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Coquina

Limestone is a common sedimentary rock that chiefly consists of calcium carbonate. A type of limestone that is almost entirely comprised of coarse shells and shell fragments cemented together is called coquina.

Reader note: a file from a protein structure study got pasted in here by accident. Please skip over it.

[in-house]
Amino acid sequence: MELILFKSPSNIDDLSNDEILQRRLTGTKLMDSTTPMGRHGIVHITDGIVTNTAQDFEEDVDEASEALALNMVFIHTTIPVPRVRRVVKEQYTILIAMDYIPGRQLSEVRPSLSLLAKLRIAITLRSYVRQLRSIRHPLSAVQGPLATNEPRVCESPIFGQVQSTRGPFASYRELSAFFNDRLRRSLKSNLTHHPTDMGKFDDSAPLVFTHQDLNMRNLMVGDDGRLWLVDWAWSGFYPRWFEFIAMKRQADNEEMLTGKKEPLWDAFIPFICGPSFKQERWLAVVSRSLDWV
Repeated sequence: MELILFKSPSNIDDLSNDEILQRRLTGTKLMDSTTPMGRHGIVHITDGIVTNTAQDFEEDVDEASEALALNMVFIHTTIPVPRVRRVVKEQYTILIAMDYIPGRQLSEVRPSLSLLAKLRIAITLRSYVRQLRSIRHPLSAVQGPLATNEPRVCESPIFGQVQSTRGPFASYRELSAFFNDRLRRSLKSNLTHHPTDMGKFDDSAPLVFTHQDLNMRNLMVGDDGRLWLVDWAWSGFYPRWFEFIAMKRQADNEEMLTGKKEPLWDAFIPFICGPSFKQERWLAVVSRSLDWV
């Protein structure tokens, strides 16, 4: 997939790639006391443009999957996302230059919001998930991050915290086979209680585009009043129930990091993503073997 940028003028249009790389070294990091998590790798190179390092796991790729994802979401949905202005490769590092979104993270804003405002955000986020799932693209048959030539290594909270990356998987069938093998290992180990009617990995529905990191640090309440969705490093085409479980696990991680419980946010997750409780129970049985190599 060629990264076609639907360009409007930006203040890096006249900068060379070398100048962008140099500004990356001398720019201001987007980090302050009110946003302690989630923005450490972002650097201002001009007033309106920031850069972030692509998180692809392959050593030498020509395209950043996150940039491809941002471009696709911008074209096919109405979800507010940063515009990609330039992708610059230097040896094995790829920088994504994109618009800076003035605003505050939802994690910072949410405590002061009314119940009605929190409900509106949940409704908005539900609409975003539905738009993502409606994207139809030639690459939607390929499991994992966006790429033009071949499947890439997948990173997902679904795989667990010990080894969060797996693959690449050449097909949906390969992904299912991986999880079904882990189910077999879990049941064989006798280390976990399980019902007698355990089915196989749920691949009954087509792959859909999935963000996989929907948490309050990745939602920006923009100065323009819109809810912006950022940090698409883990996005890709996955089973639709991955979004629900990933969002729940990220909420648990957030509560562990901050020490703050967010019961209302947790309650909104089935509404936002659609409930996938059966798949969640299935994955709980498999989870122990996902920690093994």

Coquina is a rare type of rock, few deposits of the limestone having been identified around the world. The best-known occurrences of coquina, however, can be found in Florida. In fact, after losing a number of wooden fortifications in fires, coquina became the preferred building material for Spaniards inhabiting St. Augustine, the first permanent European settlement in the United States, during the 1600s. Thus, fittingly, coquina is a Spanish term that derives from the word cockle, which is believed to be a diminutive of form of concha, meaning "shell." Many buildings constructed during the Spanish occupation of Florida stand to this day, acting as a testament to the durability of the rock. Furthermore, the Castillo de San Marcos, which the Spaniards began constructing in 1672 and which is considered the largest coquina structure on Earth, is so strong that it was never taken by military force. Today, this impressive fortress is a national monument that thousands of visitors enjoy each year.


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